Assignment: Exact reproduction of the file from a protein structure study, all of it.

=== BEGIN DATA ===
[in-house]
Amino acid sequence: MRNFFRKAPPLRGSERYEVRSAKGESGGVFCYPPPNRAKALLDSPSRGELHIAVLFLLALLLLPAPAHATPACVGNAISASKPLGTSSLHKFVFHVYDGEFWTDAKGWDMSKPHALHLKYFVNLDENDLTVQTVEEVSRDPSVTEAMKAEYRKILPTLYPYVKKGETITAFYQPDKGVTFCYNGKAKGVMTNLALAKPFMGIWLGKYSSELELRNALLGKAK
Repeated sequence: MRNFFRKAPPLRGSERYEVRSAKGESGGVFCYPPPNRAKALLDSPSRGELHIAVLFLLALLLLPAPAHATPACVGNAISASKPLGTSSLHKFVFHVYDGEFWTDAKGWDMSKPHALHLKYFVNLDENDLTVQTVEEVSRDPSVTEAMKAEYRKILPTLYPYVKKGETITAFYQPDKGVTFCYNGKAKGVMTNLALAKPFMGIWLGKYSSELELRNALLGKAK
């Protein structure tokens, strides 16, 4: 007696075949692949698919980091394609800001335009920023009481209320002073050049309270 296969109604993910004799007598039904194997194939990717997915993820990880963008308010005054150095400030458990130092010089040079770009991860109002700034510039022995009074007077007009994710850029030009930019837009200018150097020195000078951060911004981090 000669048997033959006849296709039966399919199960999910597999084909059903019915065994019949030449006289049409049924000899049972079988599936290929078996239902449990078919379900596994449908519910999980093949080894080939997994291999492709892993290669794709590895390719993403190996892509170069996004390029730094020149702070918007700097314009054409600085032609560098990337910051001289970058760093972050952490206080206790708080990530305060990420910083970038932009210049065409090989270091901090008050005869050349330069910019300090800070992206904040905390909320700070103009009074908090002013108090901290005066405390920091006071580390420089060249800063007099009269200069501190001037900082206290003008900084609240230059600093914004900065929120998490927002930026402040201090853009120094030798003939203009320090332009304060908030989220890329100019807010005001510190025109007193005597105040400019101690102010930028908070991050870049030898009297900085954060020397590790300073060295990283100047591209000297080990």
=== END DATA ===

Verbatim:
[in-house]
Amino acid sequence: MRNFFRKAPPLRGSERYEVRSAKGESGGVFCYPPPNRAKALLDSPSRGELHIAVLFLLALLLLPAPAHATPACVGNAISASKPLGTSSLHKFVFHVYDGEFWTDAKGWDMSKPHALHLKYFVNLDENDLTVQTVEEVSRDPSVTEAMKAEYRKILPTLYPYVKKGETITAFYQPDKGVTFCYNGKAKGVMTNLALAKPFMGIWLGKYSSELELRNALLGKAK
Repeated sequence: MRNFFRKAPPLRGSERYEVRSAKGESGGVFCYPPPNRAKALLDSPSRGELHIAVLFLLALLLLPAPAHATPACVGNAISASKPLGTSSLHKFVFHVYDGEFWTDAKGWDMSKPHALHLKYFVNLDENDLTVQTVEEVSRDPSVTEAMKAEYRKILPTLYPYVKKGETITAFYQPDKGVTFCYNGKAKGVMTNLALAKPFMGIWLGKYSSELELRNALLGKAK
């Protein structure tokens, strides 16, 4: 007696075949692949698919980091394609800001335009920023009481209320002073050049309270 296969109604993910004799007598039904194997194939990717997915993820990880963008308010005054150095400030458990130092010089040079770009991860109002700034510039022995009074007077007009994710850029030009930019837009200018150097020195000078951060911004981090 000669048997033959006849296709039966399919199960999910597999084909059903019915065994019949030449006289049409049924000899049972079988599936290929078996239902449990078919379900596994449908519910999980093949080894080939997994291999492709892993290669794709590895390719993403190996892509170069996004390029730094020149702070918007700097314009054409600085032609560098990337910051001289970058760093972050952490206080206790708080990530305060990420910083970038932009210049065409090989270091901090008050005869050349330069910019300090800070992206904040905390909320700070103009009074908090002013108090901290005066405390920091006071580390420089060249800063007099009269200069501190001037900082206290003008900084609240230059600093914004900065929120998490927002930026402040201090853009120094030798003939203009320090332009304060908030989220890329100019807010005001510190025109007193005597105040400019101690102010930028908070991050870049030898009297900085954060020397590790300073060295990283100047591209000297080990």